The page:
The godfather of missing backpacker Theo Hayez has said lessons learned from his disappearance could help shed light on what happened to Samantha Murphy.
The mother-of-three, 51, left her home on Eureka Street in Ballarat East, Victoria, on February 4 to go for a run and has not been seen since.
The case is eerily similar to that of Mr Hayez, a Belgian teenager who disappeared without a trace while visiting Byron Bay on a backpacking trip through Australia.
The 18-year-old was last seen around 11pm on May 31, 2019, outside a nightclub on Jonson Street; His family then successfully petitioned Google to release detailed phone data tracking where he went next.
Hayez’s godfather, Jean-Philippe Pector, said this week that he was surprised that forensic findings about what happened to his godson had not changed the way missing persons cases are handled.
Theo Hayez was backpacking in Byron Bay when he mysteriously disappeared in 2019
Samantha Murphy disappeared without a trace on February 4
New South Wales state coroner Teresa O’Sullivan said in October 2022 that legal “loopholes, obstacles and inconsistencies” in access to telecommunications data were hampering these types of investigations.
“Many of these legislative barriers are inexplicable and removing them could save lives and help prevent the terrible pain of ambiguous loss suffered by Theo’s family and many others,” Ms O’Sullivan said.
Police in Murphy’s case have said they are working with telecommunications experts, but progress appears to be slow, and the large-scale investigation, nearly two weeks after her disappearance, has yielded no progress.
Pector urged Murphy’s family to focus on electronic methods to track her.
“I would definitely suggest that they push as hard as they can to get the police to try to access that information,” Mr. Pector said. The Australian.
His family had gone through a complicated process to reset Theo’s Google account and then provided him with access to a stream of information tracking where he went that night, which was not in the police search area.
Australian police do not have jurisdiction to require large international technology companies such as Facebook and Google to hand over information unless it is related to a specific crime, making missing person investigations especially difficult.
Even when it is, Ms O’Sullivan said the process can “take months, sometimes even more than a year”.
In some cases, the law could even prevent police from accessing the devices.
“We expressed quite clearly that if Theo’s coronial investigation could help other cases… then that would be the least we could hope for if we can’t find Theo,” Mr Proctor said.
He added that he would be “shocked” if progress had not been made in simplifying the process for police to access this type of information when searching for a missing person.
The vast, rugged terrain where police and community members have searched for Samantha Murphy
Data obtained by his family showed that Theo walked in the opposite direction to the route back to his accommodation indicated on Google Maps. For seven minutes he stood in front of some cricket nets.
He then took a dark path through bushes toward the ocean, at some points appearing to walk quickly or run.
At the urging of locals and police, coroner Teresa O’Sullivan walked the Milne Track one night last year.
Police had noted that it would be strange for a foreigner to walk alone at night along the terrifying and “spooky” track, leading to theories that Theo was with someone else.
He veered off the trail into steep, dense bush and ended up on the beach.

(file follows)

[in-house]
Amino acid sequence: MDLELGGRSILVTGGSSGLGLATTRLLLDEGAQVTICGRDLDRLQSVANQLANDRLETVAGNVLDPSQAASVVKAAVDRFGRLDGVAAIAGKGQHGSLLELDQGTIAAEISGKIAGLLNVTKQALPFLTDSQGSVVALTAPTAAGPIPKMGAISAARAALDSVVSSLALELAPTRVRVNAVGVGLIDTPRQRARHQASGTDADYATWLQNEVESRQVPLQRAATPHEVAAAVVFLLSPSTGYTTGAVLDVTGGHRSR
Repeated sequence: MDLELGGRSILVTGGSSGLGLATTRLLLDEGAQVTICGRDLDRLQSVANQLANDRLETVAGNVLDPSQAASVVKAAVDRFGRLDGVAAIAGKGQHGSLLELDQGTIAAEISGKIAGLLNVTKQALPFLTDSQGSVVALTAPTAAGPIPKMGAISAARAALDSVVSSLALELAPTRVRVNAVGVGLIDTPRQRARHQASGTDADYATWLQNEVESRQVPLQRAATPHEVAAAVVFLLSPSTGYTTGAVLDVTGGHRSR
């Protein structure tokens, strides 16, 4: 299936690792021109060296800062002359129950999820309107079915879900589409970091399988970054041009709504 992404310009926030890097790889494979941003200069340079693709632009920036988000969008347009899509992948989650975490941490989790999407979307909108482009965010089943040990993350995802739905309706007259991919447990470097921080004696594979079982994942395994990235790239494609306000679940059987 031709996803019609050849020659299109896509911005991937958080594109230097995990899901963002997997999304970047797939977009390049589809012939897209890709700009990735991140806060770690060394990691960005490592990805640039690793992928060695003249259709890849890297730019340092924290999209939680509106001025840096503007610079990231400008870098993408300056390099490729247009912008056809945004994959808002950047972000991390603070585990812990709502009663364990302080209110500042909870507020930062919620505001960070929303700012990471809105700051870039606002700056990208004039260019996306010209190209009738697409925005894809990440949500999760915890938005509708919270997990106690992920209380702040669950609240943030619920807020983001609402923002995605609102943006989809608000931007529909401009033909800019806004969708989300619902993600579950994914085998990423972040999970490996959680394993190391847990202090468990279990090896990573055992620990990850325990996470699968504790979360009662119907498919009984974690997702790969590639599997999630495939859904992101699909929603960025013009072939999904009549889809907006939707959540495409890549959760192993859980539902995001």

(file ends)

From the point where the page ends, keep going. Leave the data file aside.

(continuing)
He was at Cozy Corner when he appears to have disabled his location services shortly after midnight to save battery.
After midnight he used his phone to exchange messages with his stepsister Emma, watch clips of a French quiz show, and joke with a friend on Facebook about an upcoming U2 concert.
But shortly after 1 a.m., his phone stopped receiving data.
Detectives have been working with telecommunications technicians to trace the route Ms Murphy took after confirming she was carrying a smartwatch and phone.
Police released this image of Ms Murphy from the morning she disappeared.
Police are also examining CCTV footage submitted by the public to try to piece together Ms Murphy’s last documented movements, saying a full-scale search will only resume if new information emerges.
“Missing Persons is tracking, reviewing timelines, looking at CCTV, examining many information reports that we have received from the public,” the commissioner said.
“So it’s still early, but the concern is obviously there, given that we don’t really have leads.”
The mother-of-three describes herself as physically and mentally fit and was training for an upcoming race by doing 15km runs.
Police Commissioner Shane Patton said Wednesday the situation was unusual because police have been unable to locate any trail or find any leads to Ms. Murphy.
“When someone has been missing during this time, we have no trace, clearly there must be some suspicions because we have not been able to locate them,” he said.
Dozens of volunteers and search teams have searched areas of the Ballarat region, including Buningyong, Eureka and the Canadian State Forest, to no avail.
The search for Ms Murphy has been virtually abandoned as police scale back the official operation.
Detectives from the Missing Persons Squad went to Ballarat to investigate.
Police said Saturday they had not identified any sinister circumstances surrounding Murphy’s disappearance but were very concerned for his well-being.
“There are obviously missing people involved, it’s suspicious, whether there’s foul play involved or not, I don’t know,” Patton said Wednesday.
“But detectives investigating a matter where a woman has been missing for a significant period of time, they consider it unusual, they consider it suspicious, but it is certainly of great concern to us.”